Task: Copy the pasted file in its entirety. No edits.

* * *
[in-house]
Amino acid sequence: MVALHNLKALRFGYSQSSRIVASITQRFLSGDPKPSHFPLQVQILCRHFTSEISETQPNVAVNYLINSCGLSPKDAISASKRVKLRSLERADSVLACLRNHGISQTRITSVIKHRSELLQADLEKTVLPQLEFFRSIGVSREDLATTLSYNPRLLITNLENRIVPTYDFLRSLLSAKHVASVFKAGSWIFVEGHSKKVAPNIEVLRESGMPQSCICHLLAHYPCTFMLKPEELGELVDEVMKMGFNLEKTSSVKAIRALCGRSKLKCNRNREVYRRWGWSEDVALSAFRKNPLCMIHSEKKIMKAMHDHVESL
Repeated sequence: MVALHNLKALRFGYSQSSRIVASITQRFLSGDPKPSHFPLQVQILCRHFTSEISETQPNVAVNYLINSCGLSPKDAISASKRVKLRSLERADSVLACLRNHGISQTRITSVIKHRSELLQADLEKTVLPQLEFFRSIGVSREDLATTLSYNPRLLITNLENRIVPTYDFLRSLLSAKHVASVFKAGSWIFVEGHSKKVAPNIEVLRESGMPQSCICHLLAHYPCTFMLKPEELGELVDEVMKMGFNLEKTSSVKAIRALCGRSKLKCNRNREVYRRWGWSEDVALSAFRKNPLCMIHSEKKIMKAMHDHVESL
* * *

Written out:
[in-house]
Amino acid sequence: MVALHNLKALRFGYSQSSRIVASITQRFLSGDPKPSHFPLQVQILCRHFTSEISETQPNVAVNYLINSCGLSPKDAISASKRVKLRSLERADSVLACLRNHGISQTRITSVIKHRSELLQADLEKTVLPQLEFFRSIGVSREDLATTLSYNPRLLITNLENRIVPTYDFLRSLLSAKHVASVFKAGSWIFVEGHSKKVAPNIEVLRESGMPQSCICHLLAHYPCTFMLKPEELGELVDEVMKMGFNLEKTSSVKAIRALCGRSKLKCNRNREVYRRWGWSEDVALSAFRKNPLCMIHSEKKIMKAMHDHVESL
Repeated sequence: MVALHNLKALRFGYSQSSRIVASITQRFLSGDPKPSHFPLQVQILCRHFTSEISETQPNVAVNYLINSCGLSPKDAISASKRVKLRSLERADSVLACLRNHGISQTRITSVIKHRSELLQADLEKTVLPQLEFFRSIGVSREDLATTLSYNPRLLITNLENRIVPTYDFLRSLLSAKHVASVFKAGSWIFVEGHSKKVAPNIEVLRESGMPQSCICHLLAHYPCTFMLKPEELGELVDEVMKMGFNLEKTSSVKAIRALCGRSKLKCNRNREVYRRWGWSEDVALSAFRKNPLCMIHSEKKIMKAMHDHVESL